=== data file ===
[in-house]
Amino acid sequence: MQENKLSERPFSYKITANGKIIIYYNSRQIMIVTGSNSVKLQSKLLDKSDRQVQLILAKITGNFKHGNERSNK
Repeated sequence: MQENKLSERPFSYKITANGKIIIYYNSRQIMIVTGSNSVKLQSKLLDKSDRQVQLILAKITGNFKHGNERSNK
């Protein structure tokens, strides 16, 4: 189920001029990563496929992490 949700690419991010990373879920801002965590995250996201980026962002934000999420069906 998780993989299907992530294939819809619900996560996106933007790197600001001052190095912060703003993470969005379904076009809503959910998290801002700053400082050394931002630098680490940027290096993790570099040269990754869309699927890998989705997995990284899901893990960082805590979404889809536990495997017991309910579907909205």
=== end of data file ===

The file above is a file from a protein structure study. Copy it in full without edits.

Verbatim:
[in-house]
Amino acid sequence: MQENKLSERPFSYKITANGKIIIYYNSRQIMIVTGSNSVKLQSKLLDKSDRQVQLILAKITGNFKHGNERSNK
Repeated sequence: MQENKLSERPFSYKITANGKIIIYYNSRQIMIVTGSNSVKLQSKLLDKSDRQVQLILAKITGNFKHGNERSNK
């Protein structure tokens, strides 16, 4: 189920001029990563496929992490 949700690419991010990373879920801002965590995250996201980026962002934000999420069906 998780993989299907992530294939819809619900996560996106933007790197600001001052190095912060703003993470969005379904076009809503959910998290801002700053400082050394931002630098680490940027290096993790570099040269990754869309699927890998989705997995990284899901893990960082805590979404889809536990495997017991309910579907909205």